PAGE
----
The study sample was provided with a written letter by postal mail. For the children and adolescents, the letter was forwarded to the parent who was encouraged to help with the questionnaire. The letter contained a short introductory text about the survey history, method and aim, and contained a person-specific code, which was then used to access a web-based questionnaire. The recipients were encouraged to access the web-based questionnaire through a standard tablet or computer, and informed to complete all questions.

In January 2016, non-responders received a reminder by postal mail. In cases of no response, they were contacted by phone. In March, they received a second postal mail reminder.

A flow-chart is presented in Fig. 1.
Fig. 1

Recruitment Flowchart

Questionnaire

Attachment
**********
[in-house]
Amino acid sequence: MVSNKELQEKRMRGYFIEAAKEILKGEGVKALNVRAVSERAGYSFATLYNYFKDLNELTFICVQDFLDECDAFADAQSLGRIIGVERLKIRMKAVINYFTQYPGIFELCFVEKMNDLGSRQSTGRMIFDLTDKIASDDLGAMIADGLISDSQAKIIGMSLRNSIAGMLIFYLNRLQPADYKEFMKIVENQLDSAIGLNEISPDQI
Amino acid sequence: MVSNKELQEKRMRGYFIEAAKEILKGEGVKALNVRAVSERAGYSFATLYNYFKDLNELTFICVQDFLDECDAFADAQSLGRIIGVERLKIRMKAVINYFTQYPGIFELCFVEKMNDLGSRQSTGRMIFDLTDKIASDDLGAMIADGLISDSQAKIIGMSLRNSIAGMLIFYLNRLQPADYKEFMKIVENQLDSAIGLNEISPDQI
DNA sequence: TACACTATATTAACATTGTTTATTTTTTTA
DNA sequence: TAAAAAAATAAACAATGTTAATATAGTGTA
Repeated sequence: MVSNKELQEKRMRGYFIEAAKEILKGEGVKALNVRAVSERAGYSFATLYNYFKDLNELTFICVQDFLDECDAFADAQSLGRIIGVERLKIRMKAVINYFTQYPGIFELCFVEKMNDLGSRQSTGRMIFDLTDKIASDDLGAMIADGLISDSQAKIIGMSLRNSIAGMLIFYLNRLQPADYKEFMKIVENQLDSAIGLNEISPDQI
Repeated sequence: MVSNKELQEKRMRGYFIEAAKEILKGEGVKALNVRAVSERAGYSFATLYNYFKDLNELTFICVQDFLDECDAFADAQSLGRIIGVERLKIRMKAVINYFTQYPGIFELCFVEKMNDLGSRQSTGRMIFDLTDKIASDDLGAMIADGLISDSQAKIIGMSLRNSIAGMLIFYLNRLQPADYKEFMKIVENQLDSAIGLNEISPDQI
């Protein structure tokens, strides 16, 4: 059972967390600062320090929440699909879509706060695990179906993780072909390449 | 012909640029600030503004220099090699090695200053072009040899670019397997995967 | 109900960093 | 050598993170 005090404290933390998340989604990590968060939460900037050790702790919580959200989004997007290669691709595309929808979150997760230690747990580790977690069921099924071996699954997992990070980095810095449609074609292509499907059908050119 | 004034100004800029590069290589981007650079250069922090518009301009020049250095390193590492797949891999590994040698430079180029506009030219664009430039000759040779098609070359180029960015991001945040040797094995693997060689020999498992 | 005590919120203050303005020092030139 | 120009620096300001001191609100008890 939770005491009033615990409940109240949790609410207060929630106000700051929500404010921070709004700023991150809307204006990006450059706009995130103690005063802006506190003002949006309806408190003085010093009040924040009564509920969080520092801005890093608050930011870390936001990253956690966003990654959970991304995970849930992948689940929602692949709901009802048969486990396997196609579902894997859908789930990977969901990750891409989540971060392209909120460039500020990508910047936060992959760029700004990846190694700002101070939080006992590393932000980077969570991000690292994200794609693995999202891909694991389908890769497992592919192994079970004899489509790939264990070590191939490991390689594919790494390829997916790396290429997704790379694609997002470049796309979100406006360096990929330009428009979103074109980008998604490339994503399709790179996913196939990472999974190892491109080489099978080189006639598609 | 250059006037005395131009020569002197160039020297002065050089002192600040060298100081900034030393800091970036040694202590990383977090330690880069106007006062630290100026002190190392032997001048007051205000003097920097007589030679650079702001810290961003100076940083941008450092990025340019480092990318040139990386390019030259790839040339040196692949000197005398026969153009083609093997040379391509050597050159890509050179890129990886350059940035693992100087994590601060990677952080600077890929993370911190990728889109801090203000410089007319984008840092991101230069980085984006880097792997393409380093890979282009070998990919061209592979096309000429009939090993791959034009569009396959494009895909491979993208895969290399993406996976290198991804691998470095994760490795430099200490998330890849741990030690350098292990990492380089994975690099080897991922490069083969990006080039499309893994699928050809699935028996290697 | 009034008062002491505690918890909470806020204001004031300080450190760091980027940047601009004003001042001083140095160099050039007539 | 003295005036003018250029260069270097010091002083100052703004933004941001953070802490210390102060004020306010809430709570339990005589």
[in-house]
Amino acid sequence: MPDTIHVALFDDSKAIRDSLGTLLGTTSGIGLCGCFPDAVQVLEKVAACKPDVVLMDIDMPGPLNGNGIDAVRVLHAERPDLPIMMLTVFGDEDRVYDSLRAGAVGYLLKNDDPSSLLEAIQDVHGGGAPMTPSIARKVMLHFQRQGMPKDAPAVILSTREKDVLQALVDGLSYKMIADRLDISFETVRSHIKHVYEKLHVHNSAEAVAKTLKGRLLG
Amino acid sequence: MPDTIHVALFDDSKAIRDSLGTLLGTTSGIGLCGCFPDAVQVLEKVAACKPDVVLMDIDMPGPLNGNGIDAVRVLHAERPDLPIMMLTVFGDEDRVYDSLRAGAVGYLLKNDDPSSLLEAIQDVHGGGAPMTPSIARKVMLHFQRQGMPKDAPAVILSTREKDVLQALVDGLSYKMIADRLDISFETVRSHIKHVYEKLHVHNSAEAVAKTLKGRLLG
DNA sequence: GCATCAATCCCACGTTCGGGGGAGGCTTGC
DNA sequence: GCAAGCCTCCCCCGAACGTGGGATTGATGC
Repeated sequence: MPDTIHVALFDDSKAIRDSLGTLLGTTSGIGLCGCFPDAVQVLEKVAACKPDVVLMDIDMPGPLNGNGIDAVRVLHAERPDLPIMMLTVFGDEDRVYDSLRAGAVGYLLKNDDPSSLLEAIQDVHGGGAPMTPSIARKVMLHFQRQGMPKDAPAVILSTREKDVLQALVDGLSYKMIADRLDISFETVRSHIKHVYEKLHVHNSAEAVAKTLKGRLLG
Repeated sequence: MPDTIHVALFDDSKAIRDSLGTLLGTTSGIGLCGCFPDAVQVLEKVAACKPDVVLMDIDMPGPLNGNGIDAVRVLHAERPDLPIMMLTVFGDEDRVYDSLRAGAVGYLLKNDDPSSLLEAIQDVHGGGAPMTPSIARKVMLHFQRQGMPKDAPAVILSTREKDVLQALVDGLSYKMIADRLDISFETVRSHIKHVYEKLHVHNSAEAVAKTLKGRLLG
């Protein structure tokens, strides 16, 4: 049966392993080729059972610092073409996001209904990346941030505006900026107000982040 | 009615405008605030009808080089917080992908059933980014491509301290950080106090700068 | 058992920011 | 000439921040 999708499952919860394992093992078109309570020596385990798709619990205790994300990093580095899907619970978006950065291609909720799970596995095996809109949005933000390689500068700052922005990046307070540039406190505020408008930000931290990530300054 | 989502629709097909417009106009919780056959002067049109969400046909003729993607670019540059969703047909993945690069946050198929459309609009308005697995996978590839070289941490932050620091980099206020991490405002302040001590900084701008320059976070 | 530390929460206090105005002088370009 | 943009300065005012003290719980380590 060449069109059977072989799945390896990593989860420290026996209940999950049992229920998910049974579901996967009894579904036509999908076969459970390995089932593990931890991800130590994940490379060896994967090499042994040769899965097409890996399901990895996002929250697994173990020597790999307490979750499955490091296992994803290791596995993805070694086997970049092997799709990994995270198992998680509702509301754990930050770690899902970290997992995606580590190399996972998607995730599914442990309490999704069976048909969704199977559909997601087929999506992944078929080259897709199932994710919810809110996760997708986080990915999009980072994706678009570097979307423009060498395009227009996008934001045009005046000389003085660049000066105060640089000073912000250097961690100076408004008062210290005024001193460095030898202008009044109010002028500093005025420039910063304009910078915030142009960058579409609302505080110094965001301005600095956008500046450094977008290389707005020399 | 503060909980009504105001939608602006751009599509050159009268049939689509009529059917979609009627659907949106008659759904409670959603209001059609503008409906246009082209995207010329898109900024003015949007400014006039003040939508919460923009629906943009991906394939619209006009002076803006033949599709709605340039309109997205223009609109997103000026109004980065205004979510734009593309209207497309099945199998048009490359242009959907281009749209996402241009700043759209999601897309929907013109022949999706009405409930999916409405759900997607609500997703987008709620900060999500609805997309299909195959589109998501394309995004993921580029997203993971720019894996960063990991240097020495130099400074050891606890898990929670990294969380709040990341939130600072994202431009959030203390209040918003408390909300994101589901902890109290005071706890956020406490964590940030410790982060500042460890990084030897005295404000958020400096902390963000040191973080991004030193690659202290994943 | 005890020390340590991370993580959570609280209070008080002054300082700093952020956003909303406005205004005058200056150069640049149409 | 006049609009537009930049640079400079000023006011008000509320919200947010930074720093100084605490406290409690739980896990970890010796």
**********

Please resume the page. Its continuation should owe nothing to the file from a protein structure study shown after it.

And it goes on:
The questionnaire, “Habits of Activities and Sports of the Danes”, consisted of 42 questions focusing on activity habits in every aspect. Similar versions of the survey had previously been distributed to the Danish population on eight previous occasions, starting in the sixties. However, the questionnaire distributed in 2016 was the first to include questions pertaining to sports injury. In the questionnaire, a sport-related injury, dichotomized into “yes” or “no”, was defined as “an injury sustained in relation to sport/exercise, which has prevented you from participating in sport/exercise for at least seven days, and/or which required contact with health professionals (doctor, physiotherapist or other)”, pooling single and multiple injuries together. The injury definition including “and/or” in regard to time loss and medical attention was chosen to keep the questionnaire as short as possible but still comparable to definitions used in other studies. The injury had to be present within the past 12 months, but could have been sustained before this period, however it was unknown whether prevention from activity or contact to health professionals, or both, was the reason.